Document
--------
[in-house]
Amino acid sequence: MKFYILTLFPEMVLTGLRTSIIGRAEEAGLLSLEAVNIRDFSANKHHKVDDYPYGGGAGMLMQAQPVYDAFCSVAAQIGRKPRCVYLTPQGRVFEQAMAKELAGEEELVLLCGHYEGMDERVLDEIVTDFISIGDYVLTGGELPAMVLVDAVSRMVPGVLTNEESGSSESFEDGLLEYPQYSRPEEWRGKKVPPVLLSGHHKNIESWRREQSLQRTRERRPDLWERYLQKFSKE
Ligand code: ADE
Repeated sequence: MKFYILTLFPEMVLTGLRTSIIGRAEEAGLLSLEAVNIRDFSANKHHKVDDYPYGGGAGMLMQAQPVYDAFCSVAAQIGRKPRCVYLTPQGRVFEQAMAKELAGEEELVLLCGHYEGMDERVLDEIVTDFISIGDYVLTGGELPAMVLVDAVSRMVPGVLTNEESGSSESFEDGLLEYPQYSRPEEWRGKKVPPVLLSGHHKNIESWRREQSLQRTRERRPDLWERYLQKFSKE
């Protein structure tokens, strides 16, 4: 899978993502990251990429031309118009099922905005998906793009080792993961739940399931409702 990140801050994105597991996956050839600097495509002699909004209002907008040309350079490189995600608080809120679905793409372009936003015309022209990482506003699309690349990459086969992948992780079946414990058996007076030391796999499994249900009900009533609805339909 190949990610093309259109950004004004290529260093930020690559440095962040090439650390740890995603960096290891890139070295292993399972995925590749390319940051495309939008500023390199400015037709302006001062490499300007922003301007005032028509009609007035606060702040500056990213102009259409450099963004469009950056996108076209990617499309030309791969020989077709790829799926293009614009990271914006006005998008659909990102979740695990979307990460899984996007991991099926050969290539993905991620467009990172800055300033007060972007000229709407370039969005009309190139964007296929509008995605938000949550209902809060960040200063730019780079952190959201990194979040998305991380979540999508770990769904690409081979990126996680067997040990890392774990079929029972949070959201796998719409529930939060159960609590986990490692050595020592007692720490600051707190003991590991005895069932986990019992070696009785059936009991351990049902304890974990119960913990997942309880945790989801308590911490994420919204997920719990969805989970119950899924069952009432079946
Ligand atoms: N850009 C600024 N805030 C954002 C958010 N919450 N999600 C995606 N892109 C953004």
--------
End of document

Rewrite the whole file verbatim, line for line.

[in-house]
Amino acid sequence: MKFYILTLFPEMVLTGLRTSIIGRAEEAGLLSLEAVNIRDFSANKHHKVDDYPYGGGAGMLMQAQPVYDAFCSVAAQIGRKPRCVYLTPQGRVFEQAMAKELAGEEELVLLCGHYEGMDERVLDEIVTDFISIGDYVLTGGELPAMVLVDAVSRMVPGVLTNEESGSSESFEDGLLEYPQYSRPEEWRGKKVPPVLLSGHHKNIESWRREQSLQRTRERRPDLWERYLQKFSKE
Ligand code: ADE
Repeated sequence: MKFYILTLFPEMVLTGLRTSIIGRAEEAGLLSLEAVNIRDFSANKHHKVDDYPYGGGAGMLMQAQPVYDAFCSVAAQIGRKPRCVYLTPQGRVFEQAMAKELAGEEELVLLCGHYEGMDERVLDEIVTDFISIGDYVLTGGELPAMVLVDAVSRMVPGVLTNEESGSSESFEDGLLEYPQYSRPEEWRGKKVPPVLLSGHHKNIESWRREQSLQRTRERRPDLWERYLQKFSKE
């Protein structure tokens, strides 16, 4: 899978993502990251990429031309118009099922905005998906793009080792993961739940399931409702 990140801050994105597991996956050839600097495509002699909004209002907008040309350079490189995600608080809120679905793409372009936003015309022209990482506003699309690349990459086969992948992780079946414990058996007076030391796999499994249900009900009533609805339909 190949990610093309259109950004004004290529260093930020690559440095962040090439650390740890995603960096290891890139070295292993399972995925590749390319940051495309939008500023390199400015037709302006001062490499300007922003301007005032028509009609007035606060702040500056990213102009259409450099963004469009950056996108076209990617499309030309791969020989077709790829799926293009614009990271914006006005998008659909990102979740695990979307990460899984996007991991099926050969290539993905991620467009990172800055300033007060972007000229709407370039969005009309190139964007296929509008995605938000949550209902809060960040200063730019780079952190959201990194979040998305991380979540999508770990769904690409081979990126996680067997040990890392774990079929029972949070959201796998719409529930939060159960609590986990490692050595020592007692720490600051707190003991590991005895069932986990019992070696009785059936009991351990049902304890974990119960913990997942309880945790989801308590911490994420919204997920719990969805989970119950899924069952009432079946
Ligand atoms: N850009 C600024 N805030 C954002 C958010 N919450 N999600 C995606 N892109 C953004």